Solar Junction receives 5-MW order: “Solar Junction, a developer of high efficiency multi-junction solar energy cells for the concentrated photovoltaic (CPV) market, announced [this week] an agreement with SolFocus for a 5-megawatt order.”
Posted: 23 May 2012 04:00 AM PDT
The Pedal Powered Business: Turning Human Power into Profit (via sustainablog)
Pedal powered business – we've done that before. From food delivery to recycling pick-up to musical tours, we've seen multiple examples of businesses that use bicycles as their sole means of transportation. But the energy transferred from biker to bike doesn't necessarily have to create forward…
Posted: 23 May 2012 03:41 AM PDT
The South African government on May 21 awarded renewable energy contracts with a total capacity of 1,043.9 MW as it named the preferred bidders of a second-round Renewable Energy Independent Power Producers Program (REIPPP) auction. Nineteen project bids were accepted: 9 solar photovoltaic (PV) projects with a total 417.1 MW; 7 wind power projects totaling 562.5 MW; 2 small hydro projects totaling 14.3 MW; and 1 concentrating solar PV project of 50 MW.
The South African government expects to award renewable energy contracts with a total maximum capacity of 3.725 gigawatts (GW) over the five-stage course of the Renewable Energy IPP Program. This week’s announcement of preferred project bidders is part of the second round of the SAR100 billion (~$12 billion) REIPPP.
Second-round auction bids to develop 79 renewable energy projects with a total 3.2 GW of capacity were submitted to South Africa’s Dept. of Energy to develop renewable energy projects in “Window 2″ of the REIPPP, the bidding window for which closed March 5. While 51 met the RFP (Request for Proposals) criteria, only 19 were selected due to a cap on the electricity generation capacity to be awarded.
Renewable Energy Transition Key to Spurring Economy, Job Creation, Protecting the Environment
A lack of sufficient, reliable electricity generating capacity has been plaguing South Africa’s economy, while heavy reliance on coal to generate electricity brings all the financially unaccounted-for environmental and health costs and risks associated with coal-fired power plants. As a developing country, South Africa is one of the biggest emitters of carbon dioxide (CO2) and greenhouse gases (GHGs) in both absolute and per-capita terms. At the same time, high un- and under-employment continues to be a chronic social and economic problem.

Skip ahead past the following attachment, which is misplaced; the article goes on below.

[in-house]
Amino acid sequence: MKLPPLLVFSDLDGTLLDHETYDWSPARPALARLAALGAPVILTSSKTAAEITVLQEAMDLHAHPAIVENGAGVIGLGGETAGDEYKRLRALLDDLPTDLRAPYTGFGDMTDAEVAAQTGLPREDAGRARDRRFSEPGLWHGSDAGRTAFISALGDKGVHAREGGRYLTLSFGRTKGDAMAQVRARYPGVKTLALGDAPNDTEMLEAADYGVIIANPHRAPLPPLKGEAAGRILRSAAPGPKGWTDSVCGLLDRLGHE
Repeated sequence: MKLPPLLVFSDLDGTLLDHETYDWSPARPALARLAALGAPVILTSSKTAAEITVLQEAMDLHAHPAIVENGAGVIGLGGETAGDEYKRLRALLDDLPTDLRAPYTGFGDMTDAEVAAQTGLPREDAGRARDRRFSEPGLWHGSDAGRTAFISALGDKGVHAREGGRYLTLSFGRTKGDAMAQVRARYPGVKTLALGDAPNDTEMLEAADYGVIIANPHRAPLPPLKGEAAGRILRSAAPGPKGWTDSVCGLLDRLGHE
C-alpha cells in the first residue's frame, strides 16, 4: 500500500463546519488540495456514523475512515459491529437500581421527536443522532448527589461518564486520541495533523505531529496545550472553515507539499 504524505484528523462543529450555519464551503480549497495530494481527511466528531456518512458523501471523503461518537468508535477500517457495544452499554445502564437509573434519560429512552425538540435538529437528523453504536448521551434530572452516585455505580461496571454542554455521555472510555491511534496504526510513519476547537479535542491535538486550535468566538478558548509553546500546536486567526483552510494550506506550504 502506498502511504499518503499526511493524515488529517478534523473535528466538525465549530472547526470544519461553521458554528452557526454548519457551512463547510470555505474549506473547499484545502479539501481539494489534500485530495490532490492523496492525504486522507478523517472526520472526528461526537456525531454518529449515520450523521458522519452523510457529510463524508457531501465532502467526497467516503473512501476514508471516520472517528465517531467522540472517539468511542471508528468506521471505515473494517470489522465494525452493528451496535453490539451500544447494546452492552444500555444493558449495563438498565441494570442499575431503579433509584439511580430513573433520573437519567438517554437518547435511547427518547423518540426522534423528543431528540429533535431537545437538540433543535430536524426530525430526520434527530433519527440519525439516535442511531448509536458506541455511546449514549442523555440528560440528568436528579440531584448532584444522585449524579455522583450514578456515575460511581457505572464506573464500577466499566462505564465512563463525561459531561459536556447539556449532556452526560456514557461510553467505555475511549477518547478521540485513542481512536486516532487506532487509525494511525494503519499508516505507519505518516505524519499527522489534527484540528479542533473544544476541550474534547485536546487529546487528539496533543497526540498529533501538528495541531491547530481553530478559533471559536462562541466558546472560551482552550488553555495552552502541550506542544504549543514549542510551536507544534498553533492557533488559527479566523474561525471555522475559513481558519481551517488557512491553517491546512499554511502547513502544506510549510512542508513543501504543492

South Africa is richly endowed when it comes to potential renewable energy resources, however. The SA government has come around to the view that encouraging, and actively supporting, a shift from fossil fuels to renewable energy resources can go a long way toward meeting its social, economic and environmental challenges. Encouragingly, that’s a viewpoint that developing economies around the world are coming round to, particularly as emerging market economies are the primary drivers underlying actual and forecast growing global fossil fuel demand.
The SA government’s Integrated Energy and Integrated Resource Plans lay out the overarching strategy for South Africa to start a transition to clean, renewable energy and address critical social, economic and environmental problems.
The Renewable Energy IPP Program is central to reaching SA’s renewable energy and IRP goals. The government has set targets of producing 10,000 GW-hours of electricity from renewable energy sources by 2013, and installing 17.8 GW of renewable power capacity by 2030, less than 10% of its forecast total.
In addition to avoiding the CO2 and GHG emissions, land, water pollution and environmental degradation associated with using fossil fuels to generate electricity, Renewable Energy IPP Program bids must meet mandatory local content provisions, which the government has included to motivate project developers to build renewable energy manufacturing facilities in the country. This, along with development and growth of downstream renewable energy businesses, such as installation and service providers, as well as ancillary service providers, is expected to provide a significant boost to job creation.
2nd Round Auction Puts SA Renewable Energy Plan on Firmer Track
Valued at more than SAR 28 billion (~$3.34 billion), the 19 renewable energy project developments awarded Monday are projected to result in the creation of nearly 7,400 jobs. Nearly SAR11.8 billion of the total SAR28.06 billion in renewable energy project value is to be of local content.
Some 1,165.9 MW of Renewable Energy IPP Program’s planned large-scale renewable energy project capacity remains unallocated. Breaking this out, 798.9 MW of a total 1,850 MW of onshore wind capacity, 256 MW of a total 1,450 MW of solar PV, and 60.7 MW out of a total 75 MW allocated for small hydro projects have yet to be awarded.